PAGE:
Most of what happens in parliament is theatre – symbolic and significant, but one step away from reality. But the discussion and debate in the weeks and days leading up to the Iraq war was the most intense and emotional that I have witnessed in the Commons. It was literally about matters of life and death. It was obvious from the beginning that Tony Blair was determined to go to war, shoulder to shoulder with George W Bush. The prime minister’s relationship with the US seemed to matter more more to him than opinion in his own party, and it also seemed to matter more than whether the war was even legal or not.
The public rationale was that Iraq had weapons of mass destruction and was harbouring those responsible for 9/11: al-Qaida and its leader, Osama bin Laden. In order to shore up support, Alastair Campbell, Blair’s spin doctor, was involved with the production of a dossier on Iraq’s weapons programme. Reading it at the time, I realised there was very little substance to it. The rationale began to fall apart even before the day of the big debate on going to war. The chief UN weapons inspector, Hans Blix, said that he and his teams had so far found no “smoking gun” in Iraq. On 15 February, the Stop the War Coalition mounted the biggest demonstration ever staged in London, with some sources estimating the numbers at more than a million. Jeremy Corbyn made one of his finest speeches to the demonstration, stating: “Thousands more deaths in Iraq will not make things right. It will set off a spiral of conflict, of hate, of misery, of desperation, that will fuel the wars, the conflict, the terrorism, the depression and the misery of future generations.”
Local party members contacted their MPs asking them to vote against the war. Even some Tory MPs were declaring that they would vote against it. Blair must have been increasingly alarmed, frightened that he might lose the vote. In the days running up to it, the prime minister had individual MPs brought to his offices to pressure them to vote his way. He did not invite me, or other determined anti-war MPs; he must have judged us to be a lost cause. When private meetings with him did not seem to be working, I was told that Blair enlisted his wife, Cherie Blair, and the former US president Bill Clinton to ring Labour MPs to apply more pressure. Blair was always a little disdainful of ordinary MPs and parliament, but he was so desperate that he took to physically coming to the House of Commons and touring the bars, tea rooms and other places where MPs gather informally. He was buttonholing MPs and trying to make the case for war. Parliament became a pressure cooker. Everyone knew that the vote was not actually about the merits of the war. Instead, it was becoming a vote on whether you supported Blair personally or not. Everyone knew that voting against the war meant that your career was effectively over.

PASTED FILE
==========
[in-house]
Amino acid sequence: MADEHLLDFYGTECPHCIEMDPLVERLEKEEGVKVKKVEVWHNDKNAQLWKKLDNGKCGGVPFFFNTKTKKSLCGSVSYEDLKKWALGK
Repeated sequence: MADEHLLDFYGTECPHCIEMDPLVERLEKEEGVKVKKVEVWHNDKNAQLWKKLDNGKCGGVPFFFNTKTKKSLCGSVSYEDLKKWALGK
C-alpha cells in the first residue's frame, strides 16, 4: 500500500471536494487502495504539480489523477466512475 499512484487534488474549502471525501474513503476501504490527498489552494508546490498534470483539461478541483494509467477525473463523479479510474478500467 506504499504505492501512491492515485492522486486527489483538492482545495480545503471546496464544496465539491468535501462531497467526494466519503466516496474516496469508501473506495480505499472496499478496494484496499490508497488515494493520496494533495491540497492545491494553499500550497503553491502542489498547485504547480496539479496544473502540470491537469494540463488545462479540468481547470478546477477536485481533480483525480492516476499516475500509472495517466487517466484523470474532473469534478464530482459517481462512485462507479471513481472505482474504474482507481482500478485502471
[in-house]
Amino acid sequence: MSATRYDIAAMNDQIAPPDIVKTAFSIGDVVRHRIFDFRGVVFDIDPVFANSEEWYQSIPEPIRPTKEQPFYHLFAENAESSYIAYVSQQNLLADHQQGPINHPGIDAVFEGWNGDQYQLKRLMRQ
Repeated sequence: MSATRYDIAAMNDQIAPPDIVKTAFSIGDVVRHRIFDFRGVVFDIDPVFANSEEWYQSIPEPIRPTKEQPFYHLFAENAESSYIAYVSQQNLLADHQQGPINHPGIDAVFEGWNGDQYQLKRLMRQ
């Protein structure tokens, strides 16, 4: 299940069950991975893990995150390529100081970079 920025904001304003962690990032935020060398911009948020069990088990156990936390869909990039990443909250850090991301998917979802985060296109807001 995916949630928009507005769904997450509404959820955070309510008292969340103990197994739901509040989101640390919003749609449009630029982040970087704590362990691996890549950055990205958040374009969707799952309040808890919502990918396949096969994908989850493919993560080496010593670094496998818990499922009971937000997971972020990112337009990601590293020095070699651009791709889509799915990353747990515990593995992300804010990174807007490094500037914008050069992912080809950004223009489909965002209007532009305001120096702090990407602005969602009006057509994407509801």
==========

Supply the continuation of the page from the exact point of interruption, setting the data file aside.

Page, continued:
For days before the big vote, the house was swept by rumours that various senior Labour MPs would resign rather than vote for war. In the end, only the leader of the house, Robin Cook, stood down the day before the final debate. But he was a former foreign secretary, which gave his resignation particular significance. He was a famously good orator, and the House of Commons was packed to listen to his measured but damning speech. It was heard in complete silence, something that is relatively unusual. At the end, Labour MPs all got up to applaud him, something I have never seen before or since. Many of the MPs who clapped for him went on to vote for the war the following day. Maybe applauding Robin eased their consciences a little. On the day of the final debate, the atmosphere in parliament was electric. Blair gave his speech in support of war, threatening resignation if MPs did not vote for war. Some of the cabinet ministers sitting next to him on the frontbench were squirming, perhaps in the knowledge that they were about to do something against their consciences. Blair left the chamber after his speech, but only to go to his office in Westminster, from where he continued ringing Labour MPs even while the debate was ongoing, trying to turn the screw one last time.
That day John McDonnell got to his feet and said that the proposed war was an act of international vigilantism. Tony Benn gave one of his last big speeches, in which he said that war was an easy thing to talk about, but he had worn a uniform in the second world war and knew the reality. Benn also tried to humanise the people Blair was proposing to bomb: “Don’t Iraqi women weep when their children die?”
In the end, the grim threats and the excruciating pressure paid off, and Blair got his vote for war. One-hundred-and-thirty-nine of us rebelled – the biggest rebellion against the prime minister – but it was not enough. The next day, British troops went war alongside the Americans, but no WMDs were ever found. The war did indeed fuel the conflict and terrorism of future generations, just as some of us had foresaw. Although Blair had had some considerable political achievements, including being the only Labour leader to win three successive general elections, his reputation never recovered from the ill-fated and illegal Iraq war.